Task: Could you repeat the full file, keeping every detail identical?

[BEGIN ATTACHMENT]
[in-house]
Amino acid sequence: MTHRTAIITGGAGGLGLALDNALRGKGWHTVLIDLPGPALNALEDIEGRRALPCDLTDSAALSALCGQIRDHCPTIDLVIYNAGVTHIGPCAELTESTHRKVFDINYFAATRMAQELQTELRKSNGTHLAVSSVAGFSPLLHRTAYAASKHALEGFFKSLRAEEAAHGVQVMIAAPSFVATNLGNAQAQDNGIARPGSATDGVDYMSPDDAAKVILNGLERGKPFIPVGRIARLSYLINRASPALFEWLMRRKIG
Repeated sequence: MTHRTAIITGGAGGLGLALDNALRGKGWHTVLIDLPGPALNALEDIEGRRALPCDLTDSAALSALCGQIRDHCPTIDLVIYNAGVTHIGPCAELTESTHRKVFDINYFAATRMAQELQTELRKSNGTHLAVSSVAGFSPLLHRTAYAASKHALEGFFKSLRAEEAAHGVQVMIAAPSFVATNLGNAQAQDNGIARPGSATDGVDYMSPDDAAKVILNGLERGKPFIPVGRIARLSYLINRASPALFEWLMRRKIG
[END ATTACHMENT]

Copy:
[in-house]
Amino acid sequence: MTHRTAIITGGAGGLGLALDNALRGKGWHTVLIDLPGPALNALEDIEGRRALPCDLTDSAALSALCGQIRDHCPTIDLVIYNAGVTHIGPCAELTESTHRKVFDINYFAATRMAQELQTELRKSNGTHLAVSSVAGFSPLLHRTAYAASKHALEGFFKSLRAEEAAHGVQVMIAAPSFVATNLGNAQAQDNGIARPGSATDGVDYMSPDDAAKVILNGLERGKPFIPVGRIARLSYLINRASPALFEWLMRRKIG
Repeated sequence: MTHRTAIITGGAGGLGLALDNALRGKGWHTVLIDLPGPALNALEDIEGRRALPCDLTDSAALSALCGQIRDHCPTIDLVIYNAGVTHIGPCAELTESTHRKVFDINYFAATRMAQELQTELRKSNGTHLAVSSVAGFSPLLHRTAYAASKHALEGFFKSLRAEEAAHGVQVMIAAPSFVATNLGNAQAQDNGIARPGSATDGVDYMSPDDAAKVILNGLERGKPFIPVGRIARLSYLINRASPALFEWLMRRKIG